Another obstacle that collegiate golfers have to overcome is the travel. This fall, the Eagles spent 16 of 31 days outside of Cheney.

"I think that only baseball travels more than golf in collegiate athletics," said Hughes.

Collegiate Tournaments are typically held on Monday, Tuesday, and Wednesday because those are the lowest traffic days playing golf. Eastern attends 12 of these tournaments, meaning that nearly month of school might be missed when the days are all combined.

"The professors have been very cooperative," said Hughes. "We have good students, they're good kids and they are on top of their academics. They're not demanding to be accommodated."

Hughes has coached at EWU for nine years and said that he had never had problems with golfers and their academics. And while golf is more of an individual sport, the team does develop strong relationships since they travel and room together.

"It's funny because they hardly see one another when they're competing," said Hughes. "They are all alone on the golf course."

And that kind of pressure is not seen in team sports.

"It's not like you can say the ref took you out of the game," said Hughes. "It's all on you."

With six players on the roster, five players travel to each tournament. Three rounds are played in a tournament with the four best individual scores each round counting to determine the total score and deciding where the team placed.

"When a player doesn't count (the fifth score is thrown out), they tend to put pressure on themselves until their score is counted again," said Hughes. "They don't feel like they're contributing to the team and they carry this self-induced weight on their shoulder."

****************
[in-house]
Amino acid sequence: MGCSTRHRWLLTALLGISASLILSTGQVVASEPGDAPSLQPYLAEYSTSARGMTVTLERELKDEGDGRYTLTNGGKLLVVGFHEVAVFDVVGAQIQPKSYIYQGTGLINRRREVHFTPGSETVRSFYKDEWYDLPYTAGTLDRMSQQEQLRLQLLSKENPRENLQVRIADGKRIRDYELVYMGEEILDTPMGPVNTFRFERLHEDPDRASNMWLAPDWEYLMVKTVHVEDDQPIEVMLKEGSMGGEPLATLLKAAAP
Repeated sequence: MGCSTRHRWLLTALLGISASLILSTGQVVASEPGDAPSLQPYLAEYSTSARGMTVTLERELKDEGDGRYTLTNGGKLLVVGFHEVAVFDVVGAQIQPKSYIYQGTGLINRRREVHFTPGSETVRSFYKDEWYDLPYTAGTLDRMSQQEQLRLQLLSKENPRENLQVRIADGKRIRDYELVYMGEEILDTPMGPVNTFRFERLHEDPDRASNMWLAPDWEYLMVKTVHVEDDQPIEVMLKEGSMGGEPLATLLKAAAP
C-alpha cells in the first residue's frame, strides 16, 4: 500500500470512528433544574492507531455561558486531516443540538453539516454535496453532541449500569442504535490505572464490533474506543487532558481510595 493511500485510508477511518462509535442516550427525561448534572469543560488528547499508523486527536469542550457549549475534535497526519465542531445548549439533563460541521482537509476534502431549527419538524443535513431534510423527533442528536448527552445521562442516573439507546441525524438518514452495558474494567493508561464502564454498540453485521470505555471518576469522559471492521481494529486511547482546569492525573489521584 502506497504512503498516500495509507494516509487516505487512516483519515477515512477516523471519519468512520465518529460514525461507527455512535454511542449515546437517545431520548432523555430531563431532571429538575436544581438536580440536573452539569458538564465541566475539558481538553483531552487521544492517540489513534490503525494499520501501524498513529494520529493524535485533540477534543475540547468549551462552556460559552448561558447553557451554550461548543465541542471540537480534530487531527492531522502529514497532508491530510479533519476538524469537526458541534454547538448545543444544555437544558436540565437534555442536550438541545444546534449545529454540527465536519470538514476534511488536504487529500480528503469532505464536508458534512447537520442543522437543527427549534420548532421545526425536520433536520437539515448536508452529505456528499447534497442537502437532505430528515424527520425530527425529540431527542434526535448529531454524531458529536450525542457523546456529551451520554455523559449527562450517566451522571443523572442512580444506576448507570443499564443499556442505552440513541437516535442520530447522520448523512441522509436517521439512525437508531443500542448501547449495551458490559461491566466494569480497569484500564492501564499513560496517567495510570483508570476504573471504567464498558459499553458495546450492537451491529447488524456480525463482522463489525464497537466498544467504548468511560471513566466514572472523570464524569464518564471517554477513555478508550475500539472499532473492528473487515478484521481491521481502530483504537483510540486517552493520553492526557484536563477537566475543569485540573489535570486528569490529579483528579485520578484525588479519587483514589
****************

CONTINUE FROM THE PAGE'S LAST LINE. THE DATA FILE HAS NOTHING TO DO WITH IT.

Dealing with that kind of pressure takes a special kind of athlete, and coach Hughes goes to great lengths in finding that kind of athlete.

"Nine years ago I started doing home visits," said Hughes. "There are not a lot of golf coaches that do home visits."

He tries to visit every player that he recruits after spending most of the summer watching tournaments. Each year he visits roughly 8-10 players.

"I look for how they interact with their parents," said Hughes. "When I'm scouting, I look for how they deal with pressure situations. Also, I want players who want to be Eastern Eagles."

Hughes also spends that time educating players about what it's like to play golf at the NCAA Division I level.

"I try and let them know that they're probably going to get slapped around a little bit their first year out on the golf course," said Hughes. "It's all about how quickly you pick yourself off the floor."

He also puts a lot of importance on time management.

"There's that process of learning how to be self-sufficient," said Hughes. "And with athletics, you kind of have to have your ducks in a row."

Eastern starts it season back up soon, practicing indoors in a converted racquetball court in the EWU Sports and Recreation Center. Eastern should be golfing outdoors in the Tri-Cities by February.

Although with some pretty convincing domination of the Big Sky Conference by the Eagles in the fall season, it's apparent that this team has is its ducks in a row.